Windows Media Center 2005 – First Look
May 1, 2005
The parts arrived for my overly-cooked PVR, and I got a chance to assemble it and install Windows Media Center 2005.
My first impressions?
Regular readers probably know that I’m not typically inclined to say nice things about Microsoft products, but in this case, I may have to make a rather large exception.
Here’s a (rather lengthy) first look at MCE 2005.
Software – Microsoft Windows Media Center Edition 2005
- CPU – AMD Athlon XP 3000+
- RAM – 3 x 512MB DDR400
- Motherboard – MSI K7N2 Delta2-LSR (NForce2/Socket A)
- Case – SilverStone Lascala SST-LC13-B HTPC Case
- Power Supply – Thermaltake Silent PurePower TT-420AD
- Hard Drive – 1 x Western Digital 160GB SE Ultra ATA
- Hard Drive – 1 x Seagate 200GB SATA
- Video – BFG GForce FX5700LE
- Tuner – Hauppauge PVR-250
- Keyboard – Airboard
- Remote – Microsoft Media Center 2005 OEM Remote
Everything but the case, motherboard, power supply and remote were repurposed from the previous incarnation.
The HTPC is hooked to a basic RCA DRD435RH DirecTV Receiver via SVideo, and to a JVC 32” TV via SVideo. Audio out is (currently) stereo out to a Home Theater receiver.
Notes on hardware
I was impressed with the MSI K7N2 Delta2-LSR motherboard; for $65, it’s a nice bargain. All cooling (other than the CPU) is done by passive heat-sinks (I’ve had problems with cheap fans on bridge chips and I avoid them if possible).
It seems to have a nice NForce2 implementation (I’m allergic to Via chipsets), offers 5.1 out, and SATA RAID. It also came with an extra card header with two USB 2.0 ports on it, in addition to the two in the rear and the connector for two front ports. The connectors were actually correct for the case’s front panel USB and audio connections, something that’s fairly rare in my experience.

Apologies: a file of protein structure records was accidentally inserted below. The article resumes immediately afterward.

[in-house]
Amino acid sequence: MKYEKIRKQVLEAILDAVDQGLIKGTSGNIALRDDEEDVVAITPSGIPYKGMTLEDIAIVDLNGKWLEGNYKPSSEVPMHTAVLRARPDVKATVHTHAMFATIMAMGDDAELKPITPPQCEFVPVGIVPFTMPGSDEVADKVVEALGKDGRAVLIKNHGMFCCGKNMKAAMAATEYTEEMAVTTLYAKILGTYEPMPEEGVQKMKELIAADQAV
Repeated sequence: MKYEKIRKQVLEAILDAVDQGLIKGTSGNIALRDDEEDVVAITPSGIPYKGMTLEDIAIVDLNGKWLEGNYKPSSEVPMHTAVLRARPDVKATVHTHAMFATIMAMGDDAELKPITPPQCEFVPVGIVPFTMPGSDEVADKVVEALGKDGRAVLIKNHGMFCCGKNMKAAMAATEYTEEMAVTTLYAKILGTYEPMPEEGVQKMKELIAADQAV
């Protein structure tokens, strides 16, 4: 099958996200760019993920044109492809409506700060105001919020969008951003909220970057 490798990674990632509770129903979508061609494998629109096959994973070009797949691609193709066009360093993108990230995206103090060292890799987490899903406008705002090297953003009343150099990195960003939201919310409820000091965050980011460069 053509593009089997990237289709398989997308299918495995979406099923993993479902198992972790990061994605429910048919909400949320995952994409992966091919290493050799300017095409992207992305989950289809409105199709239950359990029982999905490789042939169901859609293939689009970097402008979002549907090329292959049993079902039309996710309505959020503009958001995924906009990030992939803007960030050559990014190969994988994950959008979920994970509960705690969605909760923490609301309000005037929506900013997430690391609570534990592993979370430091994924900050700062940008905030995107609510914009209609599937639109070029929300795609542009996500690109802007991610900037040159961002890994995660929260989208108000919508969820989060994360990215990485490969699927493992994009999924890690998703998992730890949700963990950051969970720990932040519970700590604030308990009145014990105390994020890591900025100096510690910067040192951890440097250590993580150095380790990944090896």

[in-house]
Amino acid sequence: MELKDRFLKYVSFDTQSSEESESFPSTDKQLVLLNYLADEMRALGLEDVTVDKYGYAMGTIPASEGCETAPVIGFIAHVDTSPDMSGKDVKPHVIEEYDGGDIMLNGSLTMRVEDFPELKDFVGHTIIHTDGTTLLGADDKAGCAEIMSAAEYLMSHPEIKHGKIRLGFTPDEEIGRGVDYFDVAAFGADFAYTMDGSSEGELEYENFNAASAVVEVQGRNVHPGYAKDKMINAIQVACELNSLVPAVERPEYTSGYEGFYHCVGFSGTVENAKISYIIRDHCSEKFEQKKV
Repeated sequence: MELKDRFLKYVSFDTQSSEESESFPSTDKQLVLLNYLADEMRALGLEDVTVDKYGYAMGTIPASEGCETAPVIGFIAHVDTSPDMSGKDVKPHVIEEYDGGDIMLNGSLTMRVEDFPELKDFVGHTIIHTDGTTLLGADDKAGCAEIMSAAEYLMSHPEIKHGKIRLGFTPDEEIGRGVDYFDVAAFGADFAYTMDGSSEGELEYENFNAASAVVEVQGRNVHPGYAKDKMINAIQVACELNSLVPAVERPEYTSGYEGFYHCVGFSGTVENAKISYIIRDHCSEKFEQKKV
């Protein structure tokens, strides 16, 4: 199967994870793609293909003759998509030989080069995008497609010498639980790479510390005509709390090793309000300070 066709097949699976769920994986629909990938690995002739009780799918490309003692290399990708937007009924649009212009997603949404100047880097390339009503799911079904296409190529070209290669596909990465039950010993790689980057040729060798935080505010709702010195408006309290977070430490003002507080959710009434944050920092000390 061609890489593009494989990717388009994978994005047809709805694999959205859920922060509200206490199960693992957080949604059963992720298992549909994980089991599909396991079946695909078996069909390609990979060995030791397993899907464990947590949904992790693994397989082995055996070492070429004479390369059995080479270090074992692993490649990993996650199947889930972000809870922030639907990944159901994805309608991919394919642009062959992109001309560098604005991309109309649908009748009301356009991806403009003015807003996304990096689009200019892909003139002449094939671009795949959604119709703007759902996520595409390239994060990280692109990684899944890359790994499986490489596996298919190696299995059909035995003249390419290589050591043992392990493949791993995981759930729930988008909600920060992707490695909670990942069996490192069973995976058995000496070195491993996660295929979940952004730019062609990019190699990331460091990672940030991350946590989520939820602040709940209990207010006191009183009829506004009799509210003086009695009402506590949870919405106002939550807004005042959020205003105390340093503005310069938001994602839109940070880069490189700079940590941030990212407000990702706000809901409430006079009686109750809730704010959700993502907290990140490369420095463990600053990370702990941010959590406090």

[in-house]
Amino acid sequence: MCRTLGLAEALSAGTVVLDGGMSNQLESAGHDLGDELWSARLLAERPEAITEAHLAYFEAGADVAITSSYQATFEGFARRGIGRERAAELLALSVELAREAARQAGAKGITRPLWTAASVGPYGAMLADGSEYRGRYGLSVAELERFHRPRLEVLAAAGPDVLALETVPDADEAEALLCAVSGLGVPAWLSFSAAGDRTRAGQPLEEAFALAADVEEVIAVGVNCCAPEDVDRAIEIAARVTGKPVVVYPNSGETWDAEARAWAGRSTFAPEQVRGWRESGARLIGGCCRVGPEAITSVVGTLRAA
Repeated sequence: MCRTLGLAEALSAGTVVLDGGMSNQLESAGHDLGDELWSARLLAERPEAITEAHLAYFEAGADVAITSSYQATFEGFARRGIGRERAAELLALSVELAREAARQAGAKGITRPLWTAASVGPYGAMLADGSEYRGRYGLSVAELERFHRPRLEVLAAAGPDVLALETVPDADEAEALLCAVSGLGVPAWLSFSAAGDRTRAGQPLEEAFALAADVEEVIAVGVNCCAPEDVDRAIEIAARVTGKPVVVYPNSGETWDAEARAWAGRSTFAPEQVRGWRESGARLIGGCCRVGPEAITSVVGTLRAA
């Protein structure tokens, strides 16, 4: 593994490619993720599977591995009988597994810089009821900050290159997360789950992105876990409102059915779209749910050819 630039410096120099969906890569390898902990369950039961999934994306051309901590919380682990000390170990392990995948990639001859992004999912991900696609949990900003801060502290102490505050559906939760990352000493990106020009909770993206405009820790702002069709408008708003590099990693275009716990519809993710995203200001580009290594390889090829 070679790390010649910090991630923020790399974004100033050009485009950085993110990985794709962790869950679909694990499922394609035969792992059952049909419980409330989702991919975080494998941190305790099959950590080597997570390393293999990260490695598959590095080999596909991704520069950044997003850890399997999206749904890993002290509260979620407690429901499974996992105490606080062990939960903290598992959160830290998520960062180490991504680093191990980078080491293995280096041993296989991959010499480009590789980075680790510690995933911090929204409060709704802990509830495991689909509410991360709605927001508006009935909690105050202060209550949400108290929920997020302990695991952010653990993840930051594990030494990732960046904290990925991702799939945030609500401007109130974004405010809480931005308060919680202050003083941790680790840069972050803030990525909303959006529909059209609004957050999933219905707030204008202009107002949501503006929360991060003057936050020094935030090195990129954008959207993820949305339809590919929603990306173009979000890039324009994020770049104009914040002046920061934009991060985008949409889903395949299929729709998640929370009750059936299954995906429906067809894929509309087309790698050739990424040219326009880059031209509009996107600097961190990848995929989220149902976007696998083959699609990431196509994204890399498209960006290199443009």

I was slightly disappointed by the lack of Firewire support.
The case is not bad—with three built-in fans, it runs cool and quiet. The counterweighted front cover hides access to the front panel connectors, floppy and DVD. A large aluminum power-on button and blue power/drive LEDs are all that are shown when the cover is closed.
On the downside, assembly is TIGHT, with the drive cages (one for 3.5, one for 5.25) over the left rear corner of the MB. With the motherboard above, even with the 3.5” cage out (removing the 5.25 required more disassembly than I wanted to do), there was barely enough clearance to plug in the power supply connector. Be sure to add your RAM and CPU/Fan before attempting to mount the MB. Drive cables also need to be connected before replacing the 3.5” cage. The case does not include a reset switch, which is a shame, as it could have been hidden behind the front panel. The milled aluminum power switch does not push in and return as smoothly as it should.
All in all, not bad, but it could have been better for the money involved.
Notes on OS Install
The Windows MCE 2005 OEM OS installation had few differences from a normal XP installation. MCE 2005 comes on two CDs, and you are prompted for the second one during the “post-reboot” phase of the install. One oddity is that when it wants the first disk back, it asks for the “Service Pack 2 CD”, instead of the “CD Marked 1” or somesuch. Service Pack 2 is pre-installed.